We share and discuss cases. We inspire one another to stay current on evidence-based medicine. We laugh at ourselves and each other. “JAFERD” is a nick name that some EM Docs have taken on as an inside joke after one member told a story of a patient who was angry with her for refusing to fill his opioid prescription. She said that this unnamed patient walked out and said to her, “You are just another f***ing ER doctor.” She abbreviated it to JAFERD and it stuck. “Own it,” many said. Another member made T-shirts, and some even put it on their car license plates. We fight among ourselves on some issues, but we stand up for our profession and for each other. We are out of isolation and have a united voice now.
EM Docs survived the election with mostly respectful discourse. There continue to be occasional heated discussions that allow us to learn from one another on (usually) divisive topics such as abortion, gun control, gender issues, and the Affordable Care Act. Some members participate in the discussions, and many more follow it. Even when the discussions get a little dramatic, all sides are heard.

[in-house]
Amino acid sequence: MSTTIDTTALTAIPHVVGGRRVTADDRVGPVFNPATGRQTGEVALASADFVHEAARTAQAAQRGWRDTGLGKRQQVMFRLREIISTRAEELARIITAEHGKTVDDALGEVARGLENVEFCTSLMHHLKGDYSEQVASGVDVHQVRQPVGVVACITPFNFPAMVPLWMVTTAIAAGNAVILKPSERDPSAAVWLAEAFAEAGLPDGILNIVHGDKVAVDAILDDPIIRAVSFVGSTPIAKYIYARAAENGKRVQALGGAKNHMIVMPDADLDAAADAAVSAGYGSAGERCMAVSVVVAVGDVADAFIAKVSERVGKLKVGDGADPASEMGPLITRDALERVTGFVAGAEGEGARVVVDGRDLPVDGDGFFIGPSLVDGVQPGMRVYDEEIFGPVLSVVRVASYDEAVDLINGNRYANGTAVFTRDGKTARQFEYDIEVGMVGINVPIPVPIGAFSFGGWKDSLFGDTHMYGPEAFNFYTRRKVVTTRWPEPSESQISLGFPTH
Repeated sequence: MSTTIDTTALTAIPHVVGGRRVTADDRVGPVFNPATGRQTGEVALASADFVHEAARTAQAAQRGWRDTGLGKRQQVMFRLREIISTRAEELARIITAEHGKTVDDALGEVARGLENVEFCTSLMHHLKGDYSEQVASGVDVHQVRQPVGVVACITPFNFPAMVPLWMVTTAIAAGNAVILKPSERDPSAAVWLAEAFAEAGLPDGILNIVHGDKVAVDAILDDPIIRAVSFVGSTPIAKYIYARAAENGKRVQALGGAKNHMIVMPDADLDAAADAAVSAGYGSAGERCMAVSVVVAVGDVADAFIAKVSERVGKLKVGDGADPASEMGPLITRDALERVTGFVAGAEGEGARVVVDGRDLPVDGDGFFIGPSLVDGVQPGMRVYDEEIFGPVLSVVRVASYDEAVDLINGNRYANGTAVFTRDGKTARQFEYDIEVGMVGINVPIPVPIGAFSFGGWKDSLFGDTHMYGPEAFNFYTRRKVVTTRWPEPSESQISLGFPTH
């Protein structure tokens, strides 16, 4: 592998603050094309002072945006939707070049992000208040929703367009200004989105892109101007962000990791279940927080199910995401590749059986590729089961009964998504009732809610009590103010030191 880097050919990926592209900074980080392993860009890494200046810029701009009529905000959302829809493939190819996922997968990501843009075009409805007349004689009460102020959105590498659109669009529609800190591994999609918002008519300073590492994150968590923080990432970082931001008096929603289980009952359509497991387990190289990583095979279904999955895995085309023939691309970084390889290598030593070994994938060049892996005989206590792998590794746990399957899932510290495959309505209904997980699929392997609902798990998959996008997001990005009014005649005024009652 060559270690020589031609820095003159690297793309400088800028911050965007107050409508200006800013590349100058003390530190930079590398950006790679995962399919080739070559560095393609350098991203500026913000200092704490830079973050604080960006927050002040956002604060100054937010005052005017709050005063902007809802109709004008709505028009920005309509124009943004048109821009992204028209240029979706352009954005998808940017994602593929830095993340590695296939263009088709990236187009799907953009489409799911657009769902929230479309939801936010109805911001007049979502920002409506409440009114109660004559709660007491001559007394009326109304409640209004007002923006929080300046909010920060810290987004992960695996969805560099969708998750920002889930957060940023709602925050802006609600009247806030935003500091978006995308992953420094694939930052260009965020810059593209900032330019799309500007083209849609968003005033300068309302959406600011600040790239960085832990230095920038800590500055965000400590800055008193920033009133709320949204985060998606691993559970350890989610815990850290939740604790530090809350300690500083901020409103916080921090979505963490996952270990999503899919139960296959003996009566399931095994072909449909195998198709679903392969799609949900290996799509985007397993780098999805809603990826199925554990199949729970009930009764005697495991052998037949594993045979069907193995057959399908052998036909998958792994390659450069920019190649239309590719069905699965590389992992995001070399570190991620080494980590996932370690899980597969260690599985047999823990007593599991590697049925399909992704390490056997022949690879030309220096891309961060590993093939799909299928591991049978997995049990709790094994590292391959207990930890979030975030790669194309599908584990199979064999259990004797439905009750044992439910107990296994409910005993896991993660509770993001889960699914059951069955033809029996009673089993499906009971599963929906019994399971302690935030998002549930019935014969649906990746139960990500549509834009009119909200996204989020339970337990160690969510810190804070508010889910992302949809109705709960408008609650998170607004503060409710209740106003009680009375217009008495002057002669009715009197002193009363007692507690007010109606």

The connection and communication between the bedside physicians and our professional organizations are faster now. It helps the fiercely passionate bedside physicians be heard, and it helps our trailblazers in leadership know our most pressing struggles so that emergency medicine can better address our challenges right away.
One EM Doc, who will remain anonymous, posted about door-to-doctor time, door-to-disposition time, patient satisfaction scores, and similar measures, stating that these metrics have unintended consequences such as “encouraging physicians to sign up before they are really ready for a new patient just to stop the clock,” which “does nothing to actually improve patient flow.” The member discussed how patient satisfaction scores “can lead to inappropriate medications and tests. Performing to timed metrics may lead to poor charting and increased risk for errors. The end result is physician dissatisfaction and fewer EM Docs willing to serve in leadership positions.” “Time to take back control of our profession,” another EM Doc said, but from whom—the Centers for Medicare & Medicaid Services, government intrusion, third-party payers, corporate medicine?